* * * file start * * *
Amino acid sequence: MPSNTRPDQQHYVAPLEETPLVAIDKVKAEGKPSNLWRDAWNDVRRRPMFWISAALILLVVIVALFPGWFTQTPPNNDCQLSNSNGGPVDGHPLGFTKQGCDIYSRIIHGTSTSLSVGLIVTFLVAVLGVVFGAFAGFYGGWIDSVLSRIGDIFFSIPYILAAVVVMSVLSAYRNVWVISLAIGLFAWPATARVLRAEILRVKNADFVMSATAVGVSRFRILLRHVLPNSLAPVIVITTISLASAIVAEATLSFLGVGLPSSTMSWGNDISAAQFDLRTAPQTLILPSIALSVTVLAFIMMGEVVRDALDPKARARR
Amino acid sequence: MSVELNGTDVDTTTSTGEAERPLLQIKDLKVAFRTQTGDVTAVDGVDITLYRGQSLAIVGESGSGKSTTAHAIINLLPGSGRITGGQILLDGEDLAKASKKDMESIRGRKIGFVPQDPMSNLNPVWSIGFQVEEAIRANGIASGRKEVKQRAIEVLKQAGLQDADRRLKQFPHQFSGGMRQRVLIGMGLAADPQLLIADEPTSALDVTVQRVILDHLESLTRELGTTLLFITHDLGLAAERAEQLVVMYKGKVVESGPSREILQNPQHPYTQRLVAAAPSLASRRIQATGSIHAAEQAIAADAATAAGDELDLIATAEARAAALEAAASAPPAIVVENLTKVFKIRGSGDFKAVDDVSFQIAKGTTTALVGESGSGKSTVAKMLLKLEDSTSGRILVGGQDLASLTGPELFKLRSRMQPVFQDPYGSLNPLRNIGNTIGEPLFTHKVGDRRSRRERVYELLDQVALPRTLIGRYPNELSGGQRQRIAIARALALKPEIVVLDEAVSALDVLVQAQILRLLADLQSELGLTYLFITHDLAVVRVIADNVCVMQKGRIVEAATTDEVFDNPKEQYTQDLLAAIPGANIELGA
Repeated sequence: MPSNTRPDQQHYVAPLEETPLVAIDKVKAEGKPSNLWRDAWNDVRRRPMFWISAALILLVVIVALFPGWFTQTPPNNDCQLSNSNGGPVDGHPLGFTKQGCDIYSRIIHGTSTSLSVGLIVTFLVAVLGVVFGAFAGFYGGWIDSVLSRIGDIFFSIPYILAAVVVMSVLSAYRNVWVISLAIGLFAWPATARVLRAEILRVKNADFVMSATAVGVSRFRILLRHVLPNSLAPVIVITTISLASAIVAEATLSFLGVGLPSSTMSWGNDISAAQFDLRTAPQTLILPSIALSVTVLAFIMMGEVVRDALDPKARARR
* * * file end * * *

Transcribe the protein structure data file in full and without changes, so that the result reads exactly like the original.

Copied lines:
Amino acid sequence: MPSNTRPDQQHYVAPLEETPLVAIDKVKAEGKPSNLWRDAWNDVRRRPMFWISAALILLVVIVALFPGWFTQTPPNNDCQLSNSNGGPVDGHPLGFTKQGCDIYSRIIHGTSTSLSVGLIVTFLVAVLGVVFGAFAGFYGGWIDSVLSRIGDIFFSIPYILAAVVVMSVLSAYRNVWVISLAIGLFAWPATARVLRAEILRVKNADFVMSATAVGVSRFRILLRHVLPNSLAPVIVITTISLASAIVAEATLSFLGVGLPSSTMSWGNDISAAQFDLRTAPQTLILPSIALSVTVLAFIMMGEVVRDALDPKARARR
Amino acid sequence: MSVELNGTDVDTTTSTGEAERPLLQIKDLKVAFRTQTGDVTAVDGVDITLYRGQSLAIVGESGSGKSTTAHAIINLLPGSGRITGGQILLDGEDLAKASKKDMESIRGRKIGFVPQDPMSNLNPVWSIGFQVEEAIRANGIASGRKEVKQRAIEVLKQAGLQDADRRLKQFPHQFSGGMRQRVLIGMGLAADPQLLIADEPTSALDVTVQRVILDHLESLTRELGTTLLFITHDLGLAAERAEQLVVMYKGKVVESGPSREILQNPQHPYTQRLVAAAPSLASRRIQATGSIHAAEQAIAADAATAAGDELDLIATAEARAAALEAAASAPPAIVVENLTKVFKIRGSGDFKAVDDVSFQIAKGTTTALVGESGSGKSTVAKMLLKLEDSTSGRILVGGQDLASLTGPELFKLRSRMQPVFQDPYGSLNPLRNIGNTIGEPLFTHKVGDRRSRRERVYELLDQVALPRTLIGRYPNELSGGQRQRIAIARALALKPEIVVLDEAVSALDVLVQAQILRLLADLQSELGLTYLFITHDLAVVRVIADNVCVMQKGRIVEAATTDEVFDNPKEQYTQDLLAAIPGANIELGA
Repeated sequence: MPSNTRPDQQHYVAPLEETPLVAIDKVKAEGKPSNLWRDAWNDVRRRPMFWISAALILLVVIVALFPGWFTQTPPNNDCQLSNSNGGPVDGHPLGFTKQGCDIYSRIIHGTSTSLSVGLIVTFLVAVLGVVFGAFAGFYGGWIDSVLSRIGDIFFSIPYILAAVVVMSVLSAYRNVWVISLAIGLFAWPATARVLRAEILRVKNADFVMSATAVGVSRFRILLRHVLPNSLAPVIVITTISLASAIVAEATLSFLGVGLPSSTMSWGNDISAAQFDLRTAPQTLILPSIALSVTVLAFIMMGEVVRDALDPKARARR